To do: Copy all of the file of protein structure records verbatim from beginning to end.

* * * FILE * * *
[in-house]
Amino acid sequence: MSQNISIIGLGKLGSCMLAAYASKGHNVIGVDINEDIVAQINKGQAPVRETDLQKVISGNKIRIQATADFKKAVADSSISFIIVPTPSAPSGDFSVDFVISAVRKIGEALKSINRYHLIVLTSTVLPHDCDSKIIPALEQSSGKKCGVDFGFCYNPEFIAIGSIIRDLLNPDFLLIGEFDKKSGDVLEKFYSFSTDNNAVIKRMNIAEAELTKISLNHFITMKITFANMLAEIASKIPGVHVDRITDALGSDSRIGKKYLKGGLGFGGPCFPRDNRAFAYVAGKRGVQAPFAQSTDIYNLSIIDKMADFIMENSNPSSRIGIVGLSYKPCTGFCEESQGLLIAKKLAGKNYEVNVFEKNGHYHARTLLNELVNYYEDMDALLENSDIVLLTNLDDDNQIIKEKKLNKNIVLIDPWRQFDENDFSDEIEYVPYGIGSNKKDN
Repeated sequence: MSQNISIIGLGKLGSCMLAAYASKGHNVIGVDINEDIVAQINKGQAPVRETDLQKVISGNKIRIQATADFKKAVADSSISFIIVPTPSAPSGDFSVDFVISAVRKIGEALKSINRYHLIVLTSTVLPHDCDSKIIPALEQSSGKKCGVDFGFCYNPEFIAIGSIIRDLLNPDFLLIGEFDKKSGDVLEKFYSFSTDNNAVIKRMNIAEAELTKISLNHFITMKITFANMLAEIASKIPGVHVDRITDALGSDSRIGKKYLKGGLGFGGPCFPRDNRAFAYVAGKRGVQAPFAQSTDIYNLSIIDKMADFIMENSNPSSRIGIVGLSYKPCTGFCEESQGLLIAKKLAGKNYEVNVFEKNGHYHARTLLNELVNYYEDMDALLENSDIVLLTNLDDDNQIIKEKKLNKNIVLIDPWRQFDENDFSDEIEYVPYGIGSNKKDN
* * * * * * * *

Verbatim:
[in-house]
Amino acid sequence: MSQNISIIGLGKLGSCMLAAYASKGHNVIGVDINEDIVAQINKGQAPVRETDLQKVISGNKIRIQATADFKKAVADSSISFIIVPTPSAPSGDFSVDFVISAVRKIGEALKSINRYHLIVLTSTVLPHDCDSKIIPALEQSSGKKCGVDFGFCYNPEFIAIGSIIRDLLNPDFLLIGEFDKKSGDVLEKFYSFSTDNNAVIKRMNIAEAELTKISLNHFITMKITFANMLAEIASKIPGVHVDRITDALGSDSRIGKKYLKGGLGFGGPCFPRDNRAFAYVAGKRGVQAPFAQSTDIYNLSIIDKMADFIMENSNPSSRIGIVGLSYKPCTGFCEESQGLLIAKKLAGKNYEVNVFEKNGHYHARTLLNELVNYYEDMDALLENSDIVLLTNLDDDNQIIKEKKLNKNIVLIDPWRQFDENDFSDEIEYVPYGIGSNKKDN
Repeated sequence: MSQNISIIGLGKLGSCMLAAYASKGHNVIGVDINEDIVAQINKGQAPVRETDLQKVISGNKIRIQATADFKKAVADSSISFIIVPTPSAPSGDFSVDFVISAVRKIGEALKSINRYHLIVLTSTVLPHDCDSKIIPALEQSSGKKCGVDFGFCYNPEFIAIGSIIRDLLNPDFLLIGEFDKKSGDVLEKFYSFSTDNNAVIKRMNIAEAELTKISLNHFITMKITFANMLAEIASKIPGVHVDRITDALGSDSRIGKKYLKGGLGFGGPCFPRDNRAFAYVAGKRGVQAPFAQSTDIYNLSIIDKMADFIMENSNPSSRIGIVGLSYKPCTGFCEESQGLLIAKKLAGKNYEVNVFEKNGHYHARTLLNELVNYYEDMDALLENSDIVLLTNLDDDNQIIKEKKLNKNIVLIDPWRQFDENDFSDEIEYVPYGIGSNKKDN